Chinese scholars blame rapid economic growth and urbanization for its Increasing environmental problems. Cultivated land is disappearing as the number of cities increase. In the past 20 years urbanization had claimed 6,475,000 ha (about 16 million ac) of farmland. Each year, an average of 767.42 square kilometres is built on, with this figure growing at an average of 5.76% every year (6). The country’s capital Beijing expands by about 20 square kilometres per year. To compensate, woodlands, grasslands and the seas were reclaimed, which is producing a huge transformation in the ecosystems.

The UN 2006 Human Development Report cited China’s worsening water pollution and its failure to restrict heavy polluters. More than 300 million people lacked access to clean drinking water (7). About 60% of the water in China’s seven major river systems was classified as being unsuitable for human contact, and more than one-third of industrial wastewater and two-thirds of municipal wastewater were released into waterways without any treatment. China had about 7% of the world’s water resources and roughly 20% of its population. In addition, this supply was severely regionally imbalanced—about four-fifths of China’s water was situated in the southern part of the country (8). A total of 60% of China’s 669 cities face water scarcity, and of these, 110 face serious water shortages.

The Pearl River Delta and Yangtze River delta, two regions well developed owing to recent export-oriented growth, suffered from extensive contamination from heavy-metal and persistent organic pollutants. The pollutants emanated from industries outsourced from the developed countries and electronic wastes that were illegally imported from the U.S. According to an investigation of official records conducted by the Institute of Public and Environmental Affairs (IPE), a domestic environmental nongovernmental organization, 34 multinational corporations (MNCs) with operations in China had violated water-pollution-control guidelines. These MNCs included PepsiCo, Inc., Panasonic Battery Co., and Foster’s Group Ltd. The IPE’s data were based on reports by government bodies at local and national levels (9).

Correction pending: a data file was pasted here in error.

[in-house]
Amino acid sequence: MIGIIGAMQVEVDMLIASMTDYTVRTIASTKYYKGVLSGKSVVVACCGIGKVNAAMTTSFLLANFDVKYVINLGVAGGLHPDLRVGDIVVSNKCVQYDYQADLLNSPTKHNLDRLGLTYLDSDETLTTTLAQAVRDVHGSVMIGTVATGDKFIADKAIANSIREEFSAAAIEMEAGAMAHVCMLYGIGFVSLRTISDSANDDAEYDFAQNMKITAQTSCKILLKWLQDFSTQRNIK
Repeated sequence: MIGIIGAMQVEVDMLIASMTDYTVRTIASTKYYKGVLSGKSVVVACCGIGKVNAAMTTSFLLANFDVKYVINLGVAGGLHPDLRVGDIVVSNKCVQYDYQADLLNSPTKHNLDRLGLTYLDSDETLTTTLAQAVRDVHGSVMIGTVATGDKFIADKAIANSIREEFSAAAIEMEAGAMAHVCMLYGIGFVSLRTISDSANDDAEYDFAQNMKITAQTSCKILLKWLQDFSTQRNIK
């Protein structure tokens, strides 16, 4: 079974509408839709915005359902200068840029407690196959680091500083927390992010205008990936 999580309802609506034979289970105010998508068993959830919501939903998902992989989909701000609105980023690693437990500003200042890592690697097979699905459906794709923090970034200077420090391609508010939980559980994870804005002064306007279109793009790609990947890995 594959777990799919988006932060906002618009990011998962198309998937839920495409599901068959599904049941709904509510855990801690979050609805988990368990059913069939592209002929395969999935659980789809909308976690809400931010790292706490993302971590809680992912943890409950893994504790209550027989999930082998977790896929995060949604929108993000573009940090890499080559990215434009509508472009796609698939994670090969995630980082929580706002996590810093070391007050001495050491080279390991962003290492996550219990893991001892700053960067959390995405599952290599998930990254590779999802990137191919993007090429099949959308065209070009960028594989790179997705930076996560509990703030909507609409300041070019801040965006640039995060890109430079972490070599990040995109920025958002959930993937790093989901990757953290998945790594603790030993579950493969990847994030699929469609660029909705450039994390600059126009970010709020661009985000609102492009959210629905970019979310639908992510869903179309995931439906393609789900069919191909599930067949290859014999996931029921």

Among the environmental costs of China’s economic growth, the most serious and apparent are those caused by pollution. China relied on coal for 70% of its energy needs. More than 300,000 premature deaths annually were attributed to airborne pollution. The changing lifestyle of the increasing number of middle-class families also contributed to the problem. In Beijing alone, 1,000 new cars were added to the roads every day. Seven of the 10 most polluted cities in the world were located in China. Emissions continue to increase as treatment for pollutants remain inadequate. In the last couple of years environmental protection mechanisms were put in place but those are still limited in scope.

China is beginning to realize, however, that its growth path was not cost-free. According to the State Environmental Protection Administration and the World Bank, air and water pollution was costing China 5.8% of its GDP. Though the Chinese government carried the responsibility for fixing the overwhelming environmental consequences of China’s breakneck growth, help, if offered, from the transnational companies and consumers from industrialized countries that benefited greatly from China’s cheap labour and polluting industries could also be utilized in the challenging cleanup task.

When the Chinese government in 2004 began setting targets for reducing energy use and cutting emissions, the idea of adopting a slower growth model and the predictions about the looming environmental disaster were not received with enthusiasm at first. By 2007, however, targets had been established for shifting to renewable energy, for employing energy conservation, and for embracing emission-control schemes. The target was to produce 16% of energy needs from alternative fuels (hydro and other renewable sources) by 2020.